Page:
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When Do You Use Everyone vs. Every One?

Do you mix up everyone and every one every time you use them? Even though they seem interchangeable, they’re not. Keep reading to learn when everyone is correct, and when every one should keep the space between the words.

Everyone vs Every One ExampleEveryone vs Every One Example

A Quick Trick to Tell the Difference

The trick to telling everyone and every one apart is the word of. If you use of after everyone, it is never correct. By contrast, every one is only correct when you use of after it.

Here are some examples:

  • Incorrect: Everyone of you is special to me.
    Correct: Every one of you is special to me.

  • Incorrect: I’ve tried everyone of these appetizers.
    Correct: I’ve tried every one of these appetizers.

  • Incorrect: You’ve ignored everyone of the school’s rules.
    Correct: You’ve ignored every one of the school’s rules.

Of is your key to understanding which phrase to use. But why does of make such a difference? It’s because the difference between everyone and every one is their part of speech

Different Parts of Speech

So, which is correct: everyone or every one? Even though they use the same words, you can’t use everyone and every one in the same ways. One replaces nouns and noun phrases, while the other is a noun and modifier phrase. 

Everyone: Indefinite Pronoun

Everyone is the correct word to use when you’re talking about a nonspecific group of people. It is an indefinite pronoun that takes the place of nouns and noun phrases in a sentence. Everyone always refers to people, never objects.

Here are some examples of how everyone replaces a noun phrase in a sentence.

  • I’d like to thank all of my friends and family for attending our wedding.
    I’d like to thank everyone for attending our wedding.

  • Did you ask all the people in the department if they could make it to the meeting?
    Did you ask everyone if they could make it to the meeting?

  • Kyle, Anderson, Becky, and Louise agree that we should carpool to the restaurant.
    Everyone agrees that we should carpool to the restaurant.

Even though everyone is talking about more than one person, it is always singular. Indefinite pronouns that end in -one (such as everyone and anyone) and -body (such as everybody or somebody) are singular. This can change the subject-verb agreement of the sentence if everyone replaces a plural noun.

Every One: Modifier + Noun

Every one is a noun phrase. One is the noun in the phrase and every is the modifier. It specifies that you are referring to each individual member of a group. A synonym for every one is each. That's another way you can test whether you should use everyone or every one in a sentence: replace it with each to see how it sounds.

For example:

  • Every one of these posters has a typo.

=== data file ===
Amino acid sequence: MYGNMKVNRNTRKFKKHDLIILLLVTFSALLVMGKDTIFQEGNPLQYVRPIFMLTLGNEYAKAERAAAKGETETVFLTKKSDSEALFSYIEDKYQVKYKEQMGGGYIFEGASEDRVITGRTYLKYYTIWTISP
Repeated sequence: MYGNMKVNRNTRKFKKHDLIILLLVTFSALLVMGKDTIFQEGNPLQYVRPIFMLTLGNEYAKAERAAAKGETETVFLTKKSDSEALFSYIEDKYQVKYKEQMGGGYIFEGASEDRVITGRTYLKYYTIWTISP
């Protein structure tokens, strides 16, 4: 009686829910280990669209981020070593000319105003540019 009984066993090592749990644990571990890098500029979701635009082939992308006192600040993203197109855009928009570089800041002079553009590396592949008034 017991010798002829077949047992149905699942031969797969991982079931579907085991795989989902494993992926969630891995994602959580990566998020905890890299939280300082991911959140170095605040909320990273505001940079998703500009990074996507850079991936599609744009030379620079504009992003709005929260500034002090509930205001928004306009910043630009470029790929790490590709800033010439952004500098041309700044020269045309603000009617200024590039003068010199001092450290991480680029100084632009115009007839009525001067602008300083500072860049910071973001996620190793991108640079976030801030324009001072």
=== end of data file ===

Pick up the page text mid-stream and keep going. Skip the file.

Each of these posters has a typo.

  • I checked with every one of my neighbors about my new RV.
    I checked with each of my neighbors about my new RV.

  • Make sure that every one of those gift baskets is labeled.
    Make sure that each of those gift baskets is labeled.

  • There is a gift certificate taped under every one of the banquet chairs.
    There is a gift certificate taped under each of the banquet chairs.

Note that the word of follows each every one because you are specifying each member of a larger group (posters, neighbors gift baskets, and banquet chairs). Like everyone, every one is singular. But unlike everyone, it can refer to objects and not just people. 

Everyone vs. Every One Quiz

Ready to challenge yourself? See if you can determine whether everyone or every one is the correct choice in these sentences.

  1. I asked __________ about the new changes to the website.

  2. __________ is talking about the new reality TV show.

  3. Ken read __________ of the applicants’ cover letters.

  4. Has __________ received an invitation to my birthday party?

  5. __________ of the potential voters expressed concern about the high unemployment rate.

  6. I want to speak to __________ of the people who sent in a complaint.

  7. __________ of my Christmas gifts was amazing.

  8. __________ on the third floor agrees that the radiator is too loud.

  9. Oliver bought __________ of these cars in cash.

  10. __________ of the hotel employees was happy to receive a raise.

How did you do? Check your answers at the bottom of the article.

If you’d like more grammar practice, try your luck with an extended English grammar quiz.

More Grammar Mix-Ups

The rules of grammar can be confusing when words sound and look the same. Clear up more misunderstandings with an article on used to versus use to. You can also check out examples of into versus in to with sentence examples and explanations.


Quiz Answers: 1. everyone 2. everyone 3. every one 4. everyone 5. every one 6. every one 7. every one 8. everyone 9. every one 10. every one

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